11-year-old Shaneela stands by a window inside her one-room home in Muhammad Ali Bhar. Her parents do not allow her to attend school, although she often sneaks into the classroom anyway. Her parents say they will send her to school when there is access to water and a separate functioning toilet for girls.

Four-year-old Benazir attends class with boys and girls of different ages in Haji Saleh Jat.

An older girl fixes her younger classmate’s headscarf in Haji Saleh Jat. Residents of the area are famed for their skilled embroidery work. “The children are so clean and beautiful now,” says head teacher Abdul Hakeem. “That has been a positive change; there is a healthier environment around the school.”

An older girl fixes her younger classmate’s headscarf in Haji Saleh Jat. Residents of the area are famed for their skilled embroidery work. “The children are so clean and beautiful now,” says head teacher Abdul Hakeem. “That has been a positive change; there is a healthier environment around the school.”

Women collect water from the open canal in Noor Muhammad Thaheem.

Women collect water from the open canal in Noor Muhammad Thaheem.

Six-year-old Gul stands amid the ruins of her classroom in Haji Karfoor Jat. The school’s walls and ceiling are collapsing due to erosion by saline groundwater and salt winds blowing from the nearby Arabian Sea.

A boy climbs out of the canal after a swim in Noor Muhammad Thaheem. The canal is the only source of non-saline water accessible to villagers for their homes. This untreated water is used for bathing as well as cooking and drinking.

A boy climbs out of the canal after a swim in Noor Muhammad Thaheem. The canal is the only source of non-saline water accessible to villagers for their homes. This untreated water is used for bathing as well as cooking and drinking.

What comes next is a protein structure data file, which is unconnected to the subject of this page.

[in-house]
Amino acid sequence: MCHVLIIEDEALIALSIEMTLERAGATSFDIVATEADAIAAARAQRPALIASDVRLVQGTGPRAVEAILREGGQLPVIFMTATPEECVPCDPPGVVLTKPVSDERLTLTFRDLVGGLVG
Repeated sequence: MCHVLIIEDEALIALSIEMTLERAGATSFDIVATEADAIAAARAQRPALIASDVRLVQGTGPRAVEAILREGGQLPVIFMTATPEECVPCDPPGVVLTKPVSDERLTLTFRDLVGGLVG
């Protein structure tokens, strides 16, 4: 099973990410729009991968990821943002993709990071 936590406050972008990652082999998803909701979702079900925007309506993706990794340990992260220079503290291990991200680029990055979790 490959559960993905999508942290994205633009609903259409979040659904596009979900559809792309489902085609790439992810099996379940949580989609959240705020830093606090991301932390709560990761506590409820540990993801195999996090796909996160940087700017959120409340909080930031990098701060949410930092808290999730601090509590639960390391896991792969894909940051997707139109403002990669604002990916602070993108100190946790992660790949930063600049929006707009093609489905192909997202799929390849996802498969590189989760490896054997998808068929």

Camera in the Classroom


What does life in the communities of Thatta look like from the inside? WaterAid will be sharing a unique project which captures water scarcity from the point of view of eight schoolchildren.

Over the course of a three week workshop, four boys and four girls learned basic photography skills and interview techniques in order to document life in an area of Pakistan that is struggling to cope with the day-to-day impact of climate change and freshwater scarcity. 

To see the remarkable images these students took,
follow #NooriTales on Twitter.


Main exhibition – the build


One of the main features of the design are our leaning panels – inspired how the Indus Delta cuts through the landscape. 


Main exhibition – launch event and private view


Private View at Berns. Panel discussion with: 
Malin Fezehai, Photographer
Cecilia Chatterjee-Martinsen CEO, WaterAid Sweden
Diana Amini Global Manager, H&M Foundation


We love it! Powerful images & stories displayed in a fantastic Stockholm location.
— WaterAid International

The design duo Jenny Theolin & Dan Bull

The design duo Jenny Theolin & Dan Bull

Larissa & Neil from WaterAid, Jenny and Dan from Studio Theolin 

Image credit = WaterAid/ Felix Swensson

Image credit = WaterAid/ Felix Swensson

Image credit = WaterAid/ Felix Swensson

Image credit = WaterAid/ Felix Swensson

Image credit = WaterAid/ Felix Swensson

Image credit = WaterAid/ Felix Swensson

Image credit = WaterAid/ Felix Swensson

Image credit = WaterAid/ Felix Swensson

Image credit = WaterAid/ Felix Swensson

Image credit = WaterAid/ Felix Swensson

Image credit = WaterAid/ Felix Swensson

Image credit = WaterAid/ Felix Swensson


Indoor Exhibition & Internal Auction at H&M 


For me Jenny’s “no problems, we can do that”- attitude was something I really appreciated. Like a positive injection, always looking for solutions and a way forward. Even if she sometimes (might have) thought we were a pain, she never showed. And her ability to tie all parts of the production together was second to none.
— Johanna Sällström-Köhler, Communications Project Manager, WaterAid Sweden

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PR



Are you a photographer, artist or brand in need for a PR and/or event expert? Or are you an artist with an idea you need help realised, get in touch!

If you enjoyed this case study, have a look at Bollo at Berns too – another photography event we launched.

For more information, send me an email and I will tell you all about this event, or chat to you about yours!

/ Jenny Theolin